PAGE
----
For too long, US aid for Pakistan has meant aid for the military. Over the decades huge amounts of money have disappeared into the pockets of corrupt officials or – worse – ended up with the intelligence services, whose ties to the Taliban in neighbouring Afghanistan are now notorious. Too little went on improving the lives of ordinary people. Washington, fortunately, seems to have learned that lesson, however late in the day.
Following the $7.5bn that Congress allocated last October for development projects over five years, the US Secretary of State, Hillary Clinton, yesterday unveiled another $500m, the announcement timed to coincide with her touchdown in Islamabad, en route to a development conference in Kabul. The money is to be targeted towards dam projects, improving the electricity supply and helping small business start-ups.
This change in priorities over Pakistan, which has been very marked under the Obama administration, could not be more timely. Pakistan's collapse into total anarchy, often predicted, has not happened. The fractured nature of its society militates against such a development; lawlessness and religious extremism, so endemic in the north-west, co-exist with peace, modest prosperity and a different religious climate in other provinces. The country has a far bigger middle class, an important stabilising factor, than outsiders give it credit for.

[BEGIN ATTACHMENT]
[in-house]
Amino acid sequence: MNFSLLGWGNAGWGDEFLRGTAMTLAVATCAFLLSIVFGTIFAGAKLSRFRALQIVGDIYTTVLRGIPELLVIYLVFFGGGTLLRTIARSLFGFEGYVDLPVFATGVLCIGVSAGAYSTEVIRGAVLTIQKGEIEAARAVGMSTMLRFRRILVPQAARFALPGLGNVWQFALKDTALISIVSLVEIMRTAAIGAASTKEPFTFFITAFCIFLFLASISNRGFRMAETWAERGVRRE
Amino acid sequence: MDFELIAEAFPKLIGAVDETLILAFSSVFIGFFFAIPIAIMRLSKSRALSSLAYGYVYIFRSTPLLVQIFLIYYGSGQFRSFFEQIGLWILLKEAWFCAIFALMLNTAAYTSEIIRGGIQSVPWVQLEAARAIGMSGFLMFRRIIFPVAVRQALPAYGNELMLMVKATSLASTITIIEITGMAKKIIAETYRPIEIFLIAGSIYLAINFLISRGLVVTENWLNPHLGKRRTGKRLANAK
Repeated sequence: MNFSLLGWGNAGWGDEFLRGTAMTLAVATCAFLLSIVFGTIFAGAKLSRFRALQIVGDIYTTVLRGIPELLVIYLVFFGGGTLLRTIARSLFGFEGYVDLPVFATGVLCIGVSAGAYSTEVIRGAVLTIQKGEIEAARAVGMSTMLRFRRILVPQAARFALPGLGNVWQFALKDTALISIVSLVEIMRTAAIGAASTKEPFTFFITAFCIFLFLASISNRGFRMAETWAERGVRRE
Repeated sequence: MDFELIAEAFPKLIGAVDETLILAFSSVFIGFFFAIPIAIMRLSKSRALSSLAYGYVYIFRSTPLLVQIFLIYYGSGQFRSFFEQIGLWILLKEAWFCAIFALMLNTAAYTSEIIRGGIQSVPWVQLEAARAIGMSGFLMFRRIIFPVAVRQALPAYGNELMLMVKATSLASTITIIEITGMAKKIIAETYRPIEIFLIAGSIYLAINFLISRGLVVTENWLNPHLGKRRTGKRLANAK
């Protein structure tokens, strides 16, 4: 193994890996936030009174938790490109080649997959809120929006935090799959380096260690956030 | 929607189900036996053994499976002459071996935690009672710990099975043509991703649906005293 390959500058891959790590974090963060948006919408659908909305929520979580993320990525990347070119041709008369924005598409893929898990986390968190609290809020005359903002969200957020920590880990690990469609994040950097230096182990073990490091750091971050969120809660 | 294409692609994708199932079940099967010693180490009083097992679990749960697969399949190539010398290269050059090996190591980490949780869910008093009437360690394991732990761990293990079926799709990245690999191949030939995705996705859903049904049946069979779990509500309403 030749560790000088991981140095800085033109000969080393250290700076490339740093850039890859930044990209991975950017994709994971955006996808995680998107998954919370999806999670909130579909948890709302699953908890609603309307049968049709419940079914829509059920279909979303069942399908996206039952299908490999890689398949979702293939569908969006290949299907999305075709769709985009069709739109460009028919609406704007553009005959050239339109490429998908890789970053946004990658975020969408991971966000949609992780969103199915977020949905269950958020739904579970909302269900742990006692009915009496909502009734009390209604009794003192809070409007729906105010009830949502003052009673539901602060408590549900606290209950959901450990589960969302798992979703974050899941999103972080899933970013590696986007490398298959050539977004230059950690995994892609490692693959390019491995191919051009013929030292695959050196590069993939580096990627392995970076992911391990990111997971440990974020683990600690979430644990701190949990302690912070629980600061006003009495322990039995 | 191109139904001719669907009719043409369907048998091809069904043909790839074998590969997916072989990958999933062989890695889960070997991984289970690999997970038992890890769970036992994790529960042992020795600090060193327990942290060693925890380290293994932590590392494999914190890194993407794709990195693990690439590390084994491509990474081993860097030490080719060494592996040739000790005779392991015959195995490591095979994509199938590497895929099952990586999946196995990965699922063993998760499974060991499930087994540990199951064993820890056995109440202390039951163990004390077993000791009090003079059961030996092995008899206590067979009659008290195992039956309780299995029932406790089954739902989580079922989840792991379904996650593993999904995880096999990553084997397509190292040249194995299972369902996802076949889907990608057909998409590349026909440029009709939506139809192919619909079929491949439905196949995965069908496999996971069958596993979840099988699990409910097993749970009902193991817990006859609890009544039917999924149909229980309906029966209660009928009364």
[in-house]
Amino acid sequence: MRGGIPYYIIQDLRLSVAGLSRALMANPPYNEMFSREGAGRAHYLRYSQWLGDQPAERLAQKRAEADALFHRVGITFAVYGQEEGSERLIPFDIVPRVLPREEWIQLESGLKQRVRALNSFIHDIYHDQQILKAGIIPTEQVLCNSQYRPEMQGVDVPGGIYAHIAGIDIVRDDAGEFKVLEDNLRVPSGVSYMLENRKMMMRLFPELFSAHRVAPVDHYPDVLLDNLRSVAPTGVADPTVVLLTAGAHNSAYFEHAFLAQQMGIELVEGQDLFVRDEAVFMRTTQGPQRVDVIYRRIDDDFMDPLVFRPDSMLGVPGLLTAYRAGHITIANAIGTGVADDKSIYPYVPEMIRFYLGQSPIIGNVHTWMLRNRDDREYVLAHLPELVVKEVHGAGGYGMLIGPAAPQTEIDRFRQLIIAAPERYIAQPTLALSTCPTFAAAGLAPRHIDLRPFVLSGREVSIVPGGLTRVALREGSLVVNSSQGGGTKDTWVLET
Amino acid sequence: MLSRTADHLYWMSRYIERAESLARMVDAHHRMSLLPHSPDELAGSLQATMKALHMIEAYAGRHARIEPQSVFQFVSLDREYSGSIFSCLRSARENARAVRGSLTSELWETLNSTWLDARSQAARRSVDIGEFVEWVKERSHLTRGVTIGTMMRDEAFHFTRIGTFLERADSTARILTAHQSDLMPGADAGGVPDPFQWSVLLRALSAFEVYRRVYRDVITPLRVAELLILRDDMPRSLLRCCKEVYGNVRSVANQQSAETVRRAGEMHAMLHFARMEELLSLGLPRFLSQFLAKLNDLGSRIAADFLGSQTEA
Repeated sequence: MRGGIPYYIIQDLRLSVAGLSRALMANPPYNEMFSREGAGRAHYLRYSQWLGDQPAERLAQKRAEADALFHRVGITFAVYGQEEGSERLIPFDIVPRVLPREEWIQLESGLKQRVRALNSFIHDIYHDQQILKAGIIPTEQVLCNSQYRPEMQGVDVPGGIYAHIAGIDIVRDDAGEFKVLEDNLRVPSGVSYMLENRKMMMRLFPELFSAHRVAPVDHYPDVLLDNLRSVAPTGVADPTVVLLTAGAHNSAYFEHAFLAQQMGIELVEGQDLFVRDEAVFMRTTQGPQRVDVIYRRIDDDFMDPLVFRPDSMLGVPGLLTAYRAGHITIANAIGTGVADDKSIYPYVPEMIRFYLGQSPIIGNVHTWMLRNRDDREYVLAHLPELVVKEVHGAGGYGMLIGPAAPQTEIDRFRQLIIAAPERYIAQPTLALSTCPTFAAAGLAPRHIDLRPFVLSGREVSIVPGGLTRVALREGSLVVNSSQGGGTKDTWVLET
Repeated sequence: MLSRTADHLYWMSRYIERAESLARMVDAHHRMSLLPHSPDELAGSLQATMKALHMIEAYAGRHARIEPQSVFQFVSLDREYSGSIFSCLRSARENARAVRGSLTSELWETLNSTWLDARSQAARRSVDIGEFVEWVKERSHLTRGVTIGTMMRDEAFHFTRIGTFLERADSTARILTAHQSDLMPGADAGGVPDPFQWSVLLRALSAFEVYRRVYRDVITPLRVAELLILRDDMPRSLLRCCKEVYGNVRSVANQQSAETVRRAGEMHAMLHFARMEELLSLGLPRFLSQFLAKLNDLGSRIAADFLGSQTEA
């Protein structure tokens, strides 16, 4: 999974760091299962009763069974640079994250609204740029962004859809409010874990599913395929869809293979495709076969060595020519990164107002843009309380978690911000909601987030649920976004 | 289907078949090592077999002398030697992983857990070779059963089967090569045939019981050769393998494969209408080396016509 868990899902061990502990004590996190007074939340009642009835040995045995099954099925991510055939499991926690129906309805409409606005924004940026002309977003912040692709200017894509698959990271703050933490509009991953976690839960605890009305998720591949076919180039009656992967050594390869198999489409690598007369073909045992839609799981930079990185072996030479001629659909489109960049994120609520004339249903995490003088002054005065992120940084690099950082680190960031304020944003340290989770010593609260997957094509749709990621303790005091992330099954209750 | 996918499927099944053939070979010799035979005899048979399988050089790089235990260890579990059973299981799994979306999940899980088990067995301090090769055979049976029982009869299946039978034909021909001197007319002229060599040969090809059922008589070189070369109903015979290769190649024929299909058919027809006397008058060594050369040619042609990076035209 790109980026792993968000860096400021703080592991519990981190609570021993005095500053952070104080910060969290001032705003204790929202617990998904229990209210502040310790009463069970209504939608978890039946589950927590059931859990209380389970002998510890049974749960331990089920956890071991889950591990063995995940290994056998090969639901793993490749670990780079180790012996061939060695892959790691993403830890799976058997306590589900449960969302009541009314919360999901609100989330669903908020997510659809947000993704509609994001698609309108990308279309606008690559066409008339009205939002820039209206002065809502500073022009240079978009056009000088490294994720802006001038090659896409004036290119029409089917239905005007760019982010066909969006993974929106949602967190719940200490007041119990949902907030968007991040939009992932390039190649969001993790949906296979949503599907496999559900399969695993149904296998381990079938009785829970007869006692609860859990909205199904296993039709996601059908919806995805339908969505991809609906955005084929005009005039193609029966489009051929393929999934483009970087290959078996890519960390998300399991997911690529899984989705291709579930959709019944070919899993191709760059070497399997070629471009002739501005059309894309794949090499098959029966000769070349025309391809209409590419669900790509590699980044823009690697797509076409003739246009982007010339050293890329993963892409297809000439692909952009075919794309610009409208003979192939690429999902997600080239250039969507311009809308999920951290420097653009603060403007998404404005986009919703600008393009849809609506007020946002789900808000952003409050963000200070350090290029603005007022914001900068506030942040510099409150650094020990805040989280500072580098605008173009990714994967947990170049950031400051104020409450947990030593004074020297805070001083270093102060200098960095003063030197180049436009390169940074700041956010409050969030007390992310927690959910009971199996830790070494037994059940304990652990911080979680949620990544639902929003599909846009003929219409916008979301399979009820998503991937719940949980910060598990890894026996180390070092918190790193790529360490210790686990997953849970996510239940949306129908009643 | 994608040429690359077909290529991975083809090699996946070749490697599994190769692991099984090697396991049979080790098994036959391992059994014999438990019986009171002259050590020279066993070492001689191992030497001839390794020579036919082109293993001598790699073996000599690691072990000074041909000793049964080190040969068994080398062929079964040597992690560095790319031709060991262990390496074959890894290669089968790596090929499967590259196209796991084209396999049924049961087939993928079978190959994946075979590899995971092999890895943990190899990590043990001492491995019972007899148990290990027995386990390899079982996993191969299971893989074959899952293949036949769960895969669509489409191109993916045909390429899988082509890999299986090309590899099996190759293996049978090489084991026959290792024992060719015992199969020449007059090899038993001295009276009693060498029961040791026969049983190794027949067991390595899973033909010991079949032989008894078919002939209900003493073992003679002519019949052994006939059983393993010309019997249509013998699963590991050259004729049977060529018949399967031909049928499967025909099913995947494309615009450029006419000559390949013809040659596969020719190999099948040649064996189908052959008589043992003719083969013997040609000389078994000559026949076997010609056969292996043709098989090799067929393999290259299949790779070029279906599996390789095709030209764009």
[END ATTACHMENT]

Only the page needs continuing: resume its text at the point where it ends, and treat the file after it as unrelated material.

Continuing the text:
Nevertheless, the country's condition is worrying, particularly as it possesses nuclear weapons. Meanwhile a strain of violently anti-Western Islam continues to seep out of its former heartland among the so-called tribal districts on the Afghan border, feeding on a toxic combination of poverty, frustrated nationalism and a feeling that Pakistan is a frontline in someone else's war. Resentment of the West, and America in particular, is widespread. Britain, with its powerful demographic connection to Pakistan, is also affected by this more hostile mood.
There is only a limited amount that outside countries can do to counter these trends, especially when so much of the country's education has fallen into the hands of religious madrassas, busy feeding the next generation on a diet of pure Islam. That does not mean we should give up. Pakistan is too important for that. Rather, foreign aid needs to be targeted to the country's weak and fragmented civil society. More dams, more power grids, more computers, more schools not run entirely by clergy. More help for the judiciary, so people do not abandon faith in a secular justice system. More, in fact, of what Mrs Clinton seems to be doing right now.Reuse content